Palermo’s Centro is not very big, maybe three square kilometers in all. Despite its size, it packs a lot of content. We’ve stayed there for a total of two months now and we feel we still haven’t seen half of what we could. It is, however, a bit embarrassing when you learn that one of the important churches in Palermo is right around the corner from where you’re staying (literally 3 minutes’ walk)… and you didn’t know.
Chiesa di Sant’Agostino. It may be understandable that we have missed this church. Its medieval façade (1275) in yellowish-brown is flush with the other surrounding walls, with only a few stairs to enter. Although its rose window is lovely, it is so high up we’d have had to walk with our eyes to the sky to see it. The inside is not huge, with a single nave that ends in a recessed presbytery with a vaulted ceiling. Its proportions are elegant and restful, and there is an air of contemplation to the silence. What is remarkable are the decorations and stucco allegorical and holy sculptures created by the famous 18th century sculptor, Serpotta, the same artist who adorned the three major Palermo Oratorios, such as the Oratorio of Santa Cita. A door to the left leads to a quiet cloister, built in the Catalan Gothic style and surrounding a fountain. Roses were in bloom and we could not resist taking a turn about the square, where the noise of the city and the market could barely be heard.
Palazzo Abatellis. This Palazzo is located in one of the four old quarters of Palermo, La Kalsa and houses the Galleria Regionale della Sicilia, an incredible museum that gathers artifacts and works of art that trace the history of Sicily, from its Arab roots to its religious history through sculpture and art. The Palazzo was originally the home of Francesco Abatellis, the15th Century port master of the “Kingdom of Sicily.” It was turned into a convent in the mid sixteenth century then, after heavy bombing in WWII, restored and used as a museum. Again, the façade of the building is unprepossessing unless you pay close attention. Made of brick, with heavily grated windows, the only indication it was a palace is its ornate stone arch above the plain main entrance. You enter into an airy courtyard around which the rooms of the museum flow, on two levels. There are many treasures to discover, including the fresco entitled “The Triumph of Death,” an impressive tableau, one of the most representative works of the late Gothic painting in Italy (1445) by an unknown artist. Death, mounted on a horse and holding a bow and arrow, chases down characters to kill them. They come from all walks of life, demonstrating that Death is not selective and will come for everyone, from pauper to pope and king. There is also a wonderful marble bust of Costanza of Aragona, the Queen of Sicily (1212-1220). Walking around the museum isn’t a hardship. It is well lit, the exhibits are well set up, and there are explanatory sheets for each room. One level, with amazing art by painters mimicking the style of Caravaggio, can only be reached by an elevator off the garden courtyard. The paintings are huge, luminous, and well-worth the detour.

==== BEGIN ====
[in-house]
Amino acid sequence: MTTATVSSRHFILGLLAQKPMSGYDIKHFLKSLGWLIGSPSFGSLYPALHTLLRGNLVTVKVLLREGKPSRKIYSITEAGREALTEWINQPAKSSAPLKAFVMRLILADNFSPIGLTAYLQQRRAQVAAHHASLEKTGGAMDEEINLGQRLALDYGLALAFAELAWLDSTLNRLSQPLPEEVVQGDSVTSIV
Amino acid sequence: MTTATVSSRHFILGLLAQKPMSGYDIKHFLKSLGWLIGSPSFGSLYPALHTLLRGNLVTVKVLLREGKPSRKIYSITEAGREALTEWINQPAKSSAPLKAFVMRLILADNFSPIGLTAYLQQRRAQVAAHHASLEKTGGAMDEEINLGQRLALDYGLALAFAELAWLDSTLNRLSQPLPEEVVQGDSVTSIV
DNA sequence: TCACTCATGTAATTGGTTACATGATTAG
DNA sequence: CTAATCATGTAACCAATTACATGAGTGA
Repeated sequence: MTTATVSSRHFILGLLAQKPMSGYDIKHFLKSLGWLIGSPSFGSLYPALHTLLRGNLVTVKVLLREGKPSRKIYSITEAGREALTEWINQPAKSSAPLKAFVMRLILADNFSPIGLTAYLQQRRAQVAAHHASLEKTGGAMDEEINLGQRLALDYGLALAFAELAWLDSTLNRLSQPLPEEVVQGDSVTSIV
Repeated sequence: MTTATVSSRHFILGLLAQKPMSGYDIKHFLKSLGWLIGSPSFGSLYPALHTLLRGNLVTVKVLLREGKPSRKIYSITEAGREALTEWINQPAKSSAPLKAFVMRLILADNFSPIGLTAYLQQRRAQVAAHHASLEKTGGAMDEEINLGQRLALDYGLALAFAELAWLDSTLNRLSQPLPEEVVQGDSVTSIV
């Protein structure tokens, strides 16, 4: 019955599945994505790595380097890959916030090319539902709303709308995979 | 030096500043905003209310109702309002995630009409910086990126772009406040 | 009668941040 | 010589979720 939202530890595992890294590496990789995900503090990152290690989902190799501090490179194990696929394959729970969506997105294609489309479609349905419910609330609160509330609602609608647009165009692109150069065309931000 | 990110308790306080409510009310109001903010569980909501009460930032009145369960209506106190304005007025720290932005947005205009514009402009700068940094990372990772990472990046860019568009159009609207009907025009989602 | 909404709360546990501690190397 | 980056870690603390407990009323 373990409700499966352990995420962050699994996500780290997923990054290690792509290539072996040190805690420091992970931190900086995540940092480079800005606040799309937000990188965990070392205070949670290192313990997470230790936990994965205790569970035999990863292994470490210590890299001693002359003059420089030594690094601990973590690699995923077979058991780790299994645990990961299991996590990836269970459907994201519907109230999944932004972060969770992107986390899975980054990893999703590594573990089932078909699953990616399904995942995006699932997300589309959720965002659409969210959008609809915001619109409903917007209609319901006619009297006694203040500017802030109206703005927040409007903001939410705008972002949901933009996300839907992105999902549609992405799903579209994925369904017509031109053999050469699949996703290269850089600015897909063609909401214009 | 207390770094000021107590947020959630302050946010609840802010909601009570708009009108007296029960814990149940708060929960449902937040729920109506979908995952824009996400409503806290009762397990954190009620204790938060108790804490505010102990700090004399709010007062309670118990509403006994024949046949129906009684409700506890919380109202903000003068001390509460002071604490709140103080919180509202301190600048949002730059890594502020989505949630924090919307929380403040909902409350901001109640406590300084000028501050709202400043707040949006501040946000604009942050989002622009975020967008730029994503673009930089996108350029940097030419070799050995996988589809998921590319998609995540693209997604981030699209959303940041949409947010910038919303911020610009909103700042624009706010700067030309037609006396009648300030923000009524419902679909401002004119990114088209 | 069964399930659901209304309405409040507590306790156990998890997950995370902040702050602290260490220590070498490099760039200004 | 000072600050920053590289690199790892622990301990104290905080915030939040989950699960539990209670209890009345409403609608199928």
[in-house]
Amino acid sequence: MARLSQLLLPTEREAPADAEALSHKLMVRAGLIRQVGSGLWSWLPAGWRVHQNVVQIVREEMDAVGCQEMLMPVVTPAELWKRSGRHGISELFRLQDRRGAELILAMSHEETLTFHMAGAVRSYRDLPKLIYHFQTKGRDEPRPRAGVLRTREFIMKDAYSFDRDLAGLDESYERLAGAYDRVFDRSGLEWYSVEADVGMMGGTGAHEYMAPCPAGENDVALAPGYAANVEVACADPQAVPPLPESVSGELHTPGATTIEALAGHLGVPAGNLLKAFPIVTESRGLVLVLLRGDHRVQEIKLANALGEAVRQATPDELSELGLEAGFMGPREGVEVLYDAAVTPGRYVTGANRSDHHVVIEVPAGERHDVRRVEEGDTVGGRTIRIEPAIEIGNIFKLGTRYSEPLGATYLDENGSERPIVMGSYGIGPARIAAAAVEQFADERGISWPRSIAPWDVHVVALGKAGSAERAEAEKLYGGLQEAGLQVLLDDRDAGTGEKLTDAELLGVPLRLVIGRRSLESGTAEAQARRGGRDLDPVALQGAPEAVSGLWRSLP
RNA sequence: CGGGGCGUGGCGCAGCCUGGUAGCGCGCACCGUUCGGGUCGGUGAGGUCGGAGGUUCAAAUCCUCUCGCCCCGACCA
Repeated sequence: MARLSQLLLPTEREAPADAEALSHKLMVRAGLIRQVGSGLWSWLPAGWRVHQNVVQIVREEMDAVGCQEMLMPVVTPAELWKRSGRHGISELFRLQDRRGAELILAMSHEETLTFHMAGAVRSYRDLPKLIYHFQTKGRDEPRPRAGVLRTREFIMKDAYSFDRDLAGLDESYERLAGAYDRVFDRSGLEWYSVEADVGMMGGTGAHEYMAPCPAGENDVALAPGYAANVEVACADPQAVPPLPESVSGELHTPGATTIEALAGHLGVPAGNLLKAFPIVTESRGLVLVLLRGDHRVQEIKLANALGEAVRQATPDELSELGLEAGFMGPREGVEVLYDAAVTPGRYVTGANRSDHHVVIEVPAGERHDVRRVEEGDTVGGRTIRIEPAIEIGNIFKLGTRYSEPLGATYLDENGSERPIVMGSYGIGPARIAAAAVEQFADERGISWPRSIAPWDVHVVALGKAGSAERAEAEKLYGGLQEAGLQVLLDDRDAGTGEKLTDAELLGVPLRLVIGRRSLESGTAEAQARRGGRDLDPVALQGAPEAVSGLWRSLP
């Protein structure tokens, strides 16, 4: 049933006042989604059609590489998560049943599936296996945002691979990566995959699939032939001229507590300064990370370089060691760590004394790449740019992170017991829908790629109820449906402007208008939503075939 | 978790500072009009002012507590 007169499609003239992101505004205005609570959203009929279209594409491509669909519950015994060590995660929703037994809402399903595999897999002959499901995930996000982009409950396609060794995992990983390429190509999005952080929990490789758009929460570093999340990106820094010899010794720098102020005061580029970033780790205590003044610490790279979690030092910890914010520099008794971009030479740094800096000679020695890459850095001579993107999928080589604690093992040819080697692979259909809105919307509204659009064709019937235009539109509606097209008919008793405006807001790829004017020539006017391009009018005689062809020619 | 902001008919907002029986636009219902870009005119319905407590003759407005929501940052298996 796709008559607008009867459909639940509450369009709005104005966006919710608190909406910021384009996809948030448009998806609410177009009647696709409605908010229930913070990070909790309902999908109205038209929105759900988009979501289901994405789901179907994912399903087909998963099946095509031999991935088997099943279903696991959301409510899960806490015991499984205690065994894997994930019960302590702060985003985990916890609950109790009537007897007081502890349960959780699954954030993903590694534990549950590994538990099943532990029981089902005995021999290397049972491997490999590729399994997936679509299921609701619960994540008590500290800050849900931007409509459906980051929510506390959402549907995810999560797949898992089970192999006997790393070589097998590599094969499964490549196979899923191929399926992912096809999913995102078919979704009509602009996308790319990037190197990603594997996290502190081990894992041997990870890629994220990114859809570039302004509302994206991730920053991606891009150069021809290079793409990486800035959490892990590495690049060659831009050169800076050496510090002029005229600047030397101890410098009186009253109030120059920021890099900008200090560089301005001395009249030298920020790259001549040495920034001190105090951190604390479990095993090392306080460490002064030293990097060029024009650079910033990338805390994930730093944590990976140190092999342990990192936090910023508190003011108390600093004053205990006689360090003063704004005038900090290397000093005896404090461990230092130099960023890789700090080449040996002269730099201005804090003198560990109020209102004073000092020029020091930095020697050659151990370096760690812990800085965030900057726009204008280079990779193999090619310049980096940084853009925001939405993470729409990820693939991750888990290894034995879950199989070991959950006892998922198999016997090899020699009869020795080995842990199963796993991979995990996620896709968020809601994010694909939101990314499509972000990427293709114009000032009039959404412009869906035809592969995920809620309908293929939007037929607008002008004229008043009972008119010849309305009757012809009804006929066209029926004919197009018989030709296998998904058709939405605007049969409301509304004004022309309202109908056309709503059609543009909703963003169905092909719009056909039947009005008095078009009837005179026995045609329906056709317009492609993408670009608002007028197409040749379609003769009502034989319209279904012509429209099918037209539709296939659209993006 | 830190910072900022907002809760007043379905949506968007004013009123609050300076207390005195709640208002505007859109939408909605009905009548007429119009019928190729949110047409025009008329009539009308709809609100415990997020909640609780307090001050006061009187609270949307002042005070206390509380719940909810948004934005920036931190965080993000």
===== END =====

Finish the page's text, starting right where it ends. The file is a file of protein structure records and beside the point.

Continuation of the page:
Casa Professa, or Chiesa del Gesù. This is another stunning church, one of the best example and most important of the Baroque style churches in Palermo, and possibly Sicily. In answer to the severity of the Protestant Style, this church goes to the other extreme with its decorations, with sculptures and intarsia (colored stone inlay) covering every surface of the church, except for the ceiling, which has lavish paintings set within ornate plaster frames. Casa Professa was owned by the Jesuits and expanded over the years. It was quickly restored after it was damaged during WWII. There is so much decoration that it is almost overwhelming and the eye doesn’t know where to rest. This is a case of either you will love it or hate it. I was personally awed by its grandeur but can’t say that it was my favorite church. There’s an exaggeration to it that prevents me from taking it seriously as a place of worship and contemplation. You can also visit the museum behind the church which has some very nice Renaissance pieces, although it is not very big. Another point of interest is the Oratorio on the second floor of what would be the Jesuits living quarters, decorated by the last surviving Serpotta who followed in his father’s footsteps. He kept the serenity of the style, which makes it a place of rest after the “business” of the main church. Nevertherless, this is one church that needs to be seen and contrasted with the Capella Palatina, for instance, which is covered in mosaic tile and of Byzantine style.
As I mentioned over and over again through my posts, Palermo doesn’t stop surprising, and there is still too much to discover. We may never finish.